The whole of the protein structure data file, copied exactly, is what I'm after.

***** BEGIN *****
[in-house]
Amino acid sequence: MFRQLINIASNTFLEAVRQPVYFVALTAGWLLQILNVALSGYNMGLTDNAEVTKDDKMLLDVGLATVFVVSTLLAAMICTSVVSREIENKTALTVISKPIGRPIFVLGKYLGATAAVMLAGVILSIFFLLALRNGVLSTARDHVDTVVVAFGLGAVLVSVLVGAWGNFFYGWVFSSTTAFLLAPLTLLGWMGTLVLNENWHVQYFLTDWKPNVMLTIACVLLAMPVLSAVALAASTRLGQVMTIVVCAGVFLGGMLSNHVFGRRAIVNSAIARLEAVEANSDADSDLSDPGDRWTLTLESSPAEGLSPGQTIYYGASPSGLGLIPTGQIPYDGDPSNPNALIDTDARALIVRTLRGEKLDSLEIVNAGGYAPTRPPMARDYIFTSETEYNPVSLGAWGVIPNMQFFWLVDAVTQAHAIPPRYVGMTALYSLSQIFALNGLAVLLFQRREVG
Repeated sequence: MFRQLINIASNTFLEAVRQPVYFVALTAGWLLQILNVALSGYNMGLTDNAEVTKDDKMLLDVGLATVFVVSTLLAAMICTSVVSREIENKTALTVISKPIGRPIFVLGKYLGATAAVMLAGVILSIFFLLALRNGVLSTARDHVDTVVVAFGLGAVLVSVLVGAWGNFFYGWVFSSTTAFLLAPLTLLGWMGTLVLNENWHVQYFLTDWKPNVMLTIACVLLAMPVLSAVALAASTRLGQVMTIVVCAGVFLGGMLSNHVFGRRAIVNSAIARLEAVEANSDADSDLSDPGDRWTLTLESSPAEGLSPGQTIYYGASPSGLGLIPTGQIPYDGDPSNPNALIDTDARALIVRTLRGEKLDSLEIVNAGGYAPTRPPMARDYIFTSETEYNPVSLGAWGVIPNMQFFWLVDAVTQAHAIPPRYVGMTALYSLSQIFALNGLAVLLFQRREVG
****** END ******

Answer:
[in-house]
Amino acid sequence: MFRQLINIASNTFLEAVRQPVYFVALTAGWLLQILNVALSGYNMGLTDNAEVTKDDKMLLDVGLATVFVVSTLLAAMICTSVVSREIENKTALTVISKPIGRPIFVLGKYLGATAAVMLAGVILSIFFLLALRNGVLSTARDHVDTVVVAFGLGAVLVSVLVGAWGNFFYGWVFSSTTAFLLAPLTLLGWMGTLVLNENWHVQYFLTDWKPNVMLTIACVLLAMPVLSAVALAASTRLGQVMTIVVCAGVFLGGMLSNHVFGRRAIVNSAIARLEAVEANSDADSDLSDPGDRWTLTLESSPAEGLSPGQTIYYGASPSGLGLIPTGQIPYDGDPSNPNALIDTDARALIVRTLRGEKLDSLEIVNAGGYAPTRPPMARDYIFTSETEYNPVSLGAWGVIPNMQFFWLVDAVTQAHAIPPRYVGMTALYSLSQIFALNGLAVLLFQRREVG
Repeated sequence: MFRQLINIASNTFLEAVRQPVYFVALTAGWLLQILNVALSGYNMGLTDNAEVTKDDKMLLDVGLATVFVVSTLLAAMICTSVVSREIENKTALTVISKPIGRPIFVLGKYLGATAAVMLAGVILSIFFLLALRNGVLSTARDHVDTVVVAFGLGAVLVSVLVGAWGNFFYGWVFSSTTAFLLAPLTLLGWMGTLVLNENWHVQYFLTDWKPNVMLTIACVLLAMPVLSAVALAASTRLGQVMTIVVCAGVFLGGMLSNHVFGRRAIVNSAIARLEAVEANSDADSDLSDPGDRWTLTLESSPAEGLSPGQTIYYGASPSGLGLIPTGQIPYDGDPSNPNALIDTDARALIVRTLRGEKLDSLEIVNAGGYAPTRPPMARDYIFTSETEYNPVSLGAWGVIPNMQFFWLVDAVTQAHAIPPRYVGMTALYSLSQIFALNGLAVLLFQRREVG